Before doing a linear regression on a data-set one needs to find out a few things about the data:

Questions:

Thank you!

- is there is a linear relation between the dependent and independent variables
- are the variables normally distributed (if not, do a Data Transformation)

Questions:

- Book1.xlsx
- In Excel, do I simply use the CORREL() function to determine a linear relation between the dependent and independent variables?
- How do I interpret these results (i.e. low value = low correlation, high value = high correlation)?
- To test normality, can I simply use the QQ Plot test or should I use other tests, like the K-S Test as well?
- How do I interpret the K-S Test results?
- How do I go about doing a "Data Transformation" and how do I know whether I should do it?
- Please do not confuse things with only Statistics talk when giving an answer because I might not understand what you're saying. I've uploaded a sample of a data-set.

Thank you!

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In Excel, do I simply use the CORREL() function to determine a linear relation between the dependent and independent variables?I would not use CORREL because, as it appears you have found, then what? It gives you an "indicator" but not something you can *use*.,So it can be used for interpreting the data but perhaps not operating on it further.

There are many data sets that will have *some* correlation.

But, this may be exactly what you need.

It seems to me that it's better to remove any straight line component from the data if what you're interested in is the variability alone.

Or, equivalently, one can calculate the differences between the data set and a least squares straight-line fit to the data.

This isn't a comprehensive treatment but it has relationship to classical analysis methods.

How do I interpret these results (i.e. low value = low correlation, high value = high correlation)?The first thing you would look at is the *sign* of the correlation coefficient.

If it's positive then there's a positive correlation to some degree - meaning that the two variables track "positively". When x gets bigger, y gets bigger.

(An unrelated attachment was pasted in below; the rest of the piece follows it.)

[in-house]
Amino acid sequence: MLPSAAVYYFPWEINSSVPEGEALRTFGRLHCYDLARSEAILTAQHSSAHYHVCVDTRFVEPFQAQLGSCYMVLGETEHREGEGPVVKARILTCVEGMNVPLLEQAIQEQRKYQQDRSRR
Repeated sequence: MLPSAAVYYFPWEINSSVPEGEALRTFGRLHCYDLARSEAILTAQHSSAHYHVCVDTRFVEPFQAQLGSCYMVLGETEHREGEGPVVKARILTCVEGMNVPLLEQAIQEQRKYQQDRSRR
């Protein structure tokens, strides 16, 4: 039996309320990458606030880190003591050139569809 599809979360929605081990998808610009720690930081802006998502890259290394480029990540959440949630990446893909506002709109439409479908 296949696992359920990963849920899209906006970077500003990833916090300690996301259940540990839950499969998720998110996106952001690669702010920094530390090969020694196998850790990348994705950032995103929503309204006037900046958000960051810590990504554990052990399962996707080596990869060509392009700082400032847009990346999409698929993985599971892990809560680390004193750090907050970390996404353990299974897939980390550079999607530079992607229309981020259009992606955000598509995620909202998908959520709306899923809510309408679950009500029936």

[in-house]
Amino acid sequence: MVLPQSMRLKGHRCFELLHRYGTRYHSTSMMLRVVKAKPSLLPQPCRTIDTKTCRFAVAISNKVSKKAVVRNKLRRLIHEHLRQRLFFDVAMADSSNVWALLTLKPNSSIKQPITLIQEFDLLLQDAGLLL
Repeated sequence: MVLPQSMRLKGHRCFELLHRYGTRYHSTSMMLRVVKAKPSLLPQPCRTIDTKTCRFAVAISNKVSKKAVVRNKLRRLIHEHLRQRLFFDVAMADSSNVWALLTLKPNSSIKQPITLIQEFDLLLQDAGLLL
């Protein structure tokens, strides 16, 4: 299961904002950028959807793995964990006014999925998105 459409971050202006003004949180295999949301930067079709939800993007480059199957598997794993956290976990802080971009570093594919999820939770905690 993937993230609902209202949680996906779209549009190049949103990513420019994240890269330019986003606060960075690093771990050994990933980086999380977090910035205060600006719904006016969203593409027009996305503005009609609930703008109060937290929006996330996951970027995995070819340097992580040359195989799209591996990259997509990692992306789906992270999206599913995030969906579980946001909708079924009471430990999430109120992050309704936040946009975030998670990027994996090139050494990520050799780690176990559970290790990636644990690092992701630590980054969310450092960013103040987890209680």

If it's negative then the opposite. When x goes positive, y goes negative.

The value can be anywhere between -1 and +1. "1" means perfectly correlated - they track 100% and the sign tells you in which direction.

Anything greater than -1 and less than +1 is a measure of "how much?". Zero means "not at all".

So, looking at your data and calculations, the number of cylinders matters not much at all.

But, the displacement matters a lot and the gears matter a fair amount (both negatively). i.e. the more displacement the worse fuel economy with almost 100% correlation. And, the more gears the worse fuel economy but not so greatly.

To test normality, can I simply use the QQ Plot test or should I use other tests, like the K-S Test as well?This all depends on your objectives and degree of comfort with the methods.

How do I go about doing a "Data Transformation" and how do I know whether I should do it?I might call this a "mapping" where you put the data through a formula (often one that can be reversed). I think this is more an "art form" and experience would probably mean a lot. I would read about it and seek examples to gain some insight. It's not always necessary or desirable.

An example would be to plot the data as a function of the reciprocal of the "fuel economy" (which is actually the

All that said, it's quite important to have a statement of the objectives or questions that you are trying to address. None of that is presented in this question or on the spreadsheet. Here are some examples:

1) How does fuel rate of consumption vary with the number of cylinders? Is there a relationship? How much?

2) How does fuel rate of consumption vary with the displacement? Is there a relationship? How much?

3) How does fuel rate of consumption vary with the number of cylinders but with the same displacement?

Your objectives and questions may be different of course. But it's this starting point that affects the answers to the questions you have asked.

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